The British music industry grew by almost 5% last year as the popularity of live acts offset the decline in recorded music. PRS for Music (previously the Performing Rights Society), which collects royalty payments and distributes them to artists and composers, said the size of the UK music industry increased by 4.7% to £3.6 billion in 2008, reports the London Evening Standard.
The recorded music sector shrank by 6% last year under pressure from piracy and the sharing of digital music, according to Will Page, chief economist at PRS for Music. But the value of the live music sector jumped 13% to an estimated £1.39 billion.
“Make no mistake, the live music industry grew in 2008 — more events, more bands, more tickets and, importantly, higher ticket prices,” said Page. He added that the rise was almost entirely down to rock and pop veterans such as Elton John, the Rolling Stones and the Police packing out arenas.Page said the fall of only 6% in retail sales was “actually quite an achievement” given the economic slowdown and collapse of High Street names such as Zavvi and Woolworths. Page said evidence was emerging that UK acts are selling well internationally. One in 10 albums sold in the US last year was by a British act while the UK accounted for 9.8% of single track downloads.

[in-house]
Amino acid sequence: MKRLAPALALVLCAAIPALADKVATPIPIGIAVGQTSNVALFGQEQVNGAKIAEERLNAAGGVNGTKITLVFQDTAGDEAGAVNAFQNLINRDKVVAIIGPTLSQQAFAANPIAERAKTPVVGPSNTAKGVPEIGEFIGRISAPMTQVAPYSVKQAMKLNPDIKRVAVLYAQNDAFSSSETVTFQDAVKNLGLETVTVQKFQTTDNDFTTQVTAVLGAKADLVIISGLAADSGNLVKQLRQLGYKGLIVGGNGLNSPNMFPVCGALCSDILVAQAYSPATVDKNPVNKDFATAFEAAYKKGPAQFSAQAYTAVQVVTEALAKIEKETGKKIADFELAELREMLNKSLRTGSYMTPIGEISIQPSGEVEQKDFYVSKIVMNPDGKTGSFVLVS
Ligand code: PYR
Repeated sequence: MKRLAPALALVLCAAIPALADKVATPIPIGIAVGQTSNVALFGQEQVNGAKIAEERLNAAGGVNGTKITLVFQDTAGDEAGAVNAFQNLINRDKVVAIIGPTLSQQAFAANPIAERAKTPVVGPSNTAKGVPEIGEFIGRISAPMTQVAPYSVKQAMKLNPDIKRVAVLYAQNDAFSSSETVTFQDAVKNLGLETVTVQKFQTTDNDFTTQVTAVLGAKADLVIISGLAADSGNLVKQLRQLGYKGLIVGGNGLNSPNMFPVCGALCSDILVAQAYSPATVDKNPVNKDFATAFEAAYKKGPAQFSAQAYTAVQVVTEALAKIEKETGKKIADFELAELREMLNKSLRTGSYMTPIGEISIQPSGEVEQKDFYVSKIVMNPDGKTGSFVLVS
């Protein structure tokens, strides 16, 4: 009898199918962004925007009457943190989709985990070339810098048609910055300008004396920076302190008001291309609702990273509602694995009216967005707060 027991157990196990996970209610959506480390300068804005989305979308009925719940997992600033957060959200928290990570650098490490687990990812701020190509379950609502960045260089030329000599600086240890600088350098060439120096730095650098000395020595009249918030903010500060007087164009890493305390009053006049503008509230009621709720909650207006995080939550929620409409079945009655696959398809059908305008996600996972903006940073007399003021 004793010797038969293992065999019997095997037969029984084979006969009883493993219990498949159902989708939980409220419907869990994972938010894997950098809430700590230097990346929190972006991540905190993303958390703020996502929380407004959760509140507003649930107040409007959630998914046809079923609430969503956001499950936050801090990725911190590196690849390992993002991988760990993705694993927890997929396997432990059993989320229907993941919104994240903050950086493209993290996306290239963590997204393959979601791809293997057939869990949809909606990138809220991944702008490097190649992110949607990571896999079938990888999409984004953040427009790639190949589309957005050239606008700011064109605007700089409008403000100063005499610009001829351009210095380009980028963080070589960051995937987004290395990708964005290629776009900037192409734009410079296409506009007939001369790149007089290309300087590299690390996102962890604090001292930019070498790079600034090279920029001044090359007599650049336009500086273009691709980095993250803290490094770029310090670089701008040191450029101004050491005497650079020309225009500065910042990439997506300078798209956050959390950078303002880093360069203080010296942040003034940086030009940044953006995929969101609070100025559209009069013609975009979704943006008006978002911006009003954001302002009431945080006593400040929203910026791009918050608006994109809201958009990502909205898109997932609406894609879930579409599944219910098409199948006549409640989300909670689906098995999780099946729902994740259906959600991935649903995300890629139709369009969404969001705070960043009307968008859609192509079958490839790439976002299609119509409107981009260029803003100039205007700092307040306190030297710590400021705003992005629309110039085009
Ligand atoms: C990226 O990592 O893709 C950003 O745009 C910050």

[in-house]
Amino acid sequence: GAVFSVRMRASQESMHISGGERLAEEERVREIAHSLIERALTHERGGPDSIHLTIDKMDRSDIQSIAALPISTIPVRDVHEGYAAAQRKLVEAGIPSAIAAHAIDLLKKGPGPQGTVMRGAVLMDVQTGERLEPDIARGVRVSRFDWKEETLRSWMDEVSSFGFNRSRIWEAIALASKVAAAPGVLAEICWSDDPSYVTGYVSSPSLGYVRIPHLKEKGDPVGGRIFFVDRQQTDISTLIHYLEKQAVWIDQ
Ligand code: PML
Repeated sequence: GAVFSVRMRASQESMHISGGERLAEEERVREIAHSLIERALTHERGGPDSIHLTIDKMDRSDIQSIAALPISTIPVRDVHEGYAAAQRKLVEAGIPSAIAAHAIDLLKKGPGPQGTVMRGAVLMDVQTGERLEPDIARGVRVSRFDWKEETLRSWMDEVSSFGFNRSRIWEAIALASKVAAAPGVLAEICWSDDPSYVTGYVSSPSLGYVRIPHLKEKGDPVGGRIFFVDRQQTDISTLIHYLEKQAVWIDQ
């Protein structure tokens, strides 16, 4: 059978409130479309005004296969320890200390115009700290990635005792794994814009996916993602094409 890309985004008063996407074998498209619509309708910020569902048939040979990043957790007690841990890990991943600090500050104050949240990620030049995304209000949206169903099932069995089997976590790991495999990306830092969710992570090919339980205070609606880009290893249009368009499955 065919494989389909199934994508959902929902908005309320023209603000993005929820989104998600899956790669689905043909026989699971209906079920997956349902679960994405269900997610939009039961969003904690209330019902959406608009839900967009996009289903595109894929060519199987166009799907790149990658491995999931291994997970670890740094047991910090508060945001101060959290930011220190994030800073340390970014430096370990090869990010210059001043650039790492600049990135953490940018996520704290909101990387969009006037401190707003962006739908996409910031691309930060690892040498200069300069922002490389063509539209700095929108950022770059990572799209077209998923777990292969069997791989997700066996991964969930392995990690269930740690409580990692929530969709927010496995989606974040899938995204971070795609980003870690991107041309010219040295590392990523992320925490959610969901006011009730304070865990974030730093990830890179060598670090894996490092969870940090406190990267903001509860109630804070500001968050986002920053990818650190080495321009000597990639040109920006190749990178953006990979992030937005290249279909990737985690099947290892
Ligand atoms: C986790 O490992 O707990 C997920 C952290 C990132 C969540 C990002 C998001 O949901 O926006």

This was in part due to Coldplay, whose album Viva La Vida sold 2.1 million copies, and Leona Lewis, who topped the 2008 download and airplay charts in America.
Coldplay at Verizon Wireless Amphitheater, Irvine, CA (19th July 2009)
Pictures by OC Register